At Habitat house, a day of sun, sweat and spackle


BP Photo by Sharona Sedighim

CHESED: Seniors Sarah Soroudi and Annie Asch paint a Habitat house last month.

By Tamar Willis, Editor-in-Chief

The smell of sunscreen, sweat and sawdust permeated the air at 3305 Magnolia Avenue in Lynwood on Apr. 9. Instead of sitting in classes that day, seniors were lifting planks, spackling and sanding at a construction site in Lynwood, southern L.A. County, as part of the school’s new “Impact14” community service program.

It was early, and students trickled in from 8:15 to 8:30 a.m. in a neighborhood far from the comfort of Beverlywood and Beverly Hills. The construction site was two lots in a residential neighborhood that will eventually have seven homes built by Habitat for Humanity.

As of that morning, three of the homes had been mostly built.

“Honestly, I’m surprised they gave us so much responsibility,” said senior Liat Bainvoll.

After some quick introductions, the seniors’ first task was to transport disassembled scaffolding from behind one house to concrete slabs across the lot,

where they would be used for the future homes.

Students then split into groups with different tasks. Some painted wood planks that would become trim, while others spackled and sanded the wood that was already up. One group filled a gas pipe trench with dirt by shoveling and packing dirt into the deep trench.

Though the work was unfamiliar for students, senior Josh Einalhori felt comfortable with it.

“The staff did a good job of teaching us how to do the work,” Josh said. “After a few short lessons I really felt like I knew what to do and how construction works.”

Students broke for lunch at 11:30 with sweat dripping and dirt speckling their skin, but without complaints. As they ate, Habitat’s Alena Griffin, who is the organization’s Americorps Youth Programs Coordinator, gave some background to the organization.

Since 1990, she said, the organization has built over 800 homes for families in need, 400 of which are in L.A. county. She also said the specific project that Shalhevet was working on, which began in October, is expected to be complete in August.

Though the day was part of the Impact14 program — the new community service initiative for Shalhevet’s second semester seniors — for various reasons not all seniors participated. For some, the fact that former President Jimmy Carter was so closely identified with the organization was a deterrent. President Carter became involved with the organization in 1984 and has publicized and contributed to its work ever since then.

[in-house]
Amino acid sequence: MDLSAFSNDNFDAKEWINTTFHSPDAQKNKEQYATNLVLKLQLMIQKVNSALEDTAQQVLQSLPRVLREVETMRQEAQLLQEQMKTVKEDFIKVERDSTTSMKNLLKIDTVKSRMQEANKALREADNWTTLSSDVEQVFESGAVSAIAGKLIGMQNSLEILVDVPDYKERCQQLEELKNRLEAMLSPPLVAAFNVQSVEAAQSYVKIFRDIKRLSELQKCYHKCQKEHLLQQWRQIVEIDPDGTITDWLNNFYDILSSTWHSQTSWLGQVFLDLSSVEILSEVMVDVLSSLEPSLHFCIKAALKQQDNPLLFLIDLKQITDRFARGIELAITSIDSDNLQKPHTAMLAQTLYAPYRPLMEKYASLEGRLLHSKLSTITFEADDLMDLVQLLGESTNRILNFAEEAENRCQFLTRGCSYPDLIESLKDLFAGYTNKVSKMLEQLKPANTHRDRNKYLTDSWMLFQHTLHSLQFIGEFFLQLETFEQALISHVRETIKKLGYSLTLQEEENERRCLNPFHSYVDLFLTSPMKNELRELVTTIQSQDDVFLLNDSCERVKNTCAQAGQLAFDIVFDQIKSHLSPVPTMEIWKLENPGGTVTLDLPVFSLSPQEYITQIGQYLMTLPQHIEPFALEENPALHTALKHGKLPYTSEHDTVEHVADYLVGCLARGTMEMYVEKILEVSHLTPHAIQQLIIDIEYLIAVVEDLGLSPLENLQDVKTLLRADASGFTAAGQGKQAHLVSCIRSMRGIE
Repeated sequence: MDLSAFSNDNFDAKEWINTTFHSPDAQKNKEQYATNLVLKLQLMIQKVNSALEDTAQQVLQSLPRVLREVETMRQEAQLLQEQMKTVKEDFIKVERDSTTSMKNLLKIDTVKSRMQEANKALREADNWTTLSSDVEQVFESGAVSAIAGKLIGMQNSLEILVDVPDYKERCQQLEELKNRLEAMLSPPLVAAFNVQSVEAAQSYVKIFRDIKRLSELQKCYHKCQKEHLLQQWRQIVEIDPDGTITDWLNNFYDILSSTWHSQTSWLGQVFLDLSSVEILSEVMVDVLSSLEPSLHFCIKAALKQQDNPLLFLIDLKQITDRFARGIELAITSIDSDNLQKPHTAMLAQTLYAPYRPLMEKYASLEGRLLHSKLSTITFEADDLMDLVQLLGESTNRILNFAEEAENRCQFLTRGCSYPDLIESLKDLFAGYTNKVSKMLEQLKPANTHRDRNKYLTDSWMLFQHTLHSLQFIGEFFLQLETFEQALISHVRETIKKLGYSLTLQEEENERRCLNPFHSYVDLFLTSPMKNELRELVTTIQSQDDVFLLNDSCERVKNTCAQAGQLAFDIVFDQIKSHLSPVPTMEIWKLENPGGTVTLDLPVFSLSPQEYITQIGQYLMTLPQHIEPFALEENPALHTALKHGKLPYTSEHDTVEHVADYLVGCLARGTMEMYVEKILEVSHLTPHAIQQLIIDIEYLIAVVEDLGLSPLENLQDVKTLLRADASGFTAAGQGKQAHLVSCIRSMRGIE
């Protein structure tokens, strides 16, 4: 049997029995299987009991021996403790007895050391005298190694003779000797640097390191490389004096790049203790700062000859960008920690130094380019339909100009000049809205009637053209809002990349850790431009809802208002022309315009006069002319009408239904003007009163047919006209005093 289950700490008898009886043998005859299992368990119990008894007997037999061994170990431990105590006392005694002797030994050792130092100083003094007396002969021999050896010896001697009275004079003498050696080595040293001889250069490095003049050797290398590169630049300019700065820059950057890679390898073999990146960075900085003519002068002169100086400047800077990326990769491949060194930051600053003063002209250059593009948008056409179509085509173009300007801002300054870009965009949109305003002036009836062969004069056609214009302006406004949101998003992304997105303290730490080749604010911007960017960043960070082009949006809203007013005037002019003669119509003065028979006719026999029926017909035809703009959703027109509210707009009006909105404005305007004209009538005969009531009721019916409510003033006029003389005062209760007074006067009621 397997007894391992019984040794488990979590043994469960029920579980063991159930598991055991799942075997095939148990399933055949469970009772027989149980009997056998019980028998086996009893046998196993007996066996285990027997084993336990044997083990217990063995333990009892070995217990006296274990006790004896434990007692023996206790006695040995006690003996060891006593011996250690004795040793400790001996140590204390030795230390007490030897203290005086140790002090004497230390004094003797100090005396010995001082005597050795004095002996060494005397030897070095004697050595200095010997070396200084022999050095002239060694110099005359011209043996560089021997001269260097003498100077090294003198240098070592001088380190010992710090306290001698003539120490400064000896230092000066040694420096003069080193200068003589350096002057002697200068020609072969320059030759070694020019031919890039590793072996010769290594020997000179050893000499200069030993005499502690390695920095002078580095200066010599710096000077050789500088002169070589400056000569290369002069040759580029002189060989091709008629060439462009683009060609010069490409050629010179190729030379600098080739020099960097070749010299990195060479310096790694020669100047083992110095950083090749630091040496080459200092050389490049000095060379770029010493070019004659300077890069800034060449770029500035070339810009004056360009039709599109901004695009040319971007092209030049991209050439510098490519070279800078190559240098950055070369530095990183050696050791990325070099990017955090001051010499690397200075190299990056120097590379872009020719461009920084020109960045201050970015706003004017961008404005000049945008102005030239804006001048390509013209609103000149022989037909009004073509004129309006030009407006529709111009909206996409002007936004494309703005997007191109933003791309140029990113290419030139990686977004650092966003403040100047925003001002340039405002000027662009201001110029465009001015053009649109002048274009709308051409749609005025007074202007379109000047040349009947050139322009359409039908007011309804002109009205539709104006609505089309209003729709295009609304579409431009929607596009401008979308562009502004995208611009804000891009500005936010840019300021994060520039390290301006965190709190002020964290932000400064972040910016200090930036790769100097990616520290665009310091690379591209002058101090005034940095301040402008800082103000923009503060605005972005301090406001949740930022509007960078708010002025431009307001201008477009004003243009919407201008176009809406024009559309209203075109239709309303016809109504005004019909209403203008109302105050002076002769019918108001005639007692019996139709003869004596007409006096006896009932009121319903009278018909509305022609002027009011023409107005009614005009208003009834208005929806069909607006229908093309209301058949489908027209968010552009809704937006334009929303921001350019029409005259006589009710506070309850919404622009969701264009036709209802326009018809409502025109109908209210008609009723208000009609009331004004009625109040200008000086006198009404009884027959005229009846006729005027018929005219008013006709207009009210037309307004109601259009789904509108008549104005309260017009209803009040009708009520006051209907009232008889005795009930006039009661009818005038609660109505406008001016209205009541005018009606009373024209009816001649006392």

“I didn’t go because the establishment of organization was assisted by Carter and my views and my family’s views don’t align with his…,” said senior Hannah-Leeba Ellenhorn. “There are other places we could have gone to and his anti-semitic views make what we were doing seem very unappealing to me.”

For others, it seemed like a good opportunity to go to the beach.

“I don’t have a reason really,” said senior Scotty Silver, who headed to the and of Santa Monica instead. “I just didn’t want to go. I can volunteer for different things, and I do other [community service] stuff outside of school.”

But those who did attend felt that it was an experience unlike any other community service project.

“I really felt like I was a part of something today,” said Matthew Denitz as the day wrapped up. “In a lot of the community service we do, we don’t necessarily see the results, but here we were able to see exactly what we were doing and how it would help someone.”

Liat noted that much of the service students have done while at Shalhevet has been raising funds.

“It was very fulfilling to actually do something hands-on instead of just donating money to a cause,” said Liat.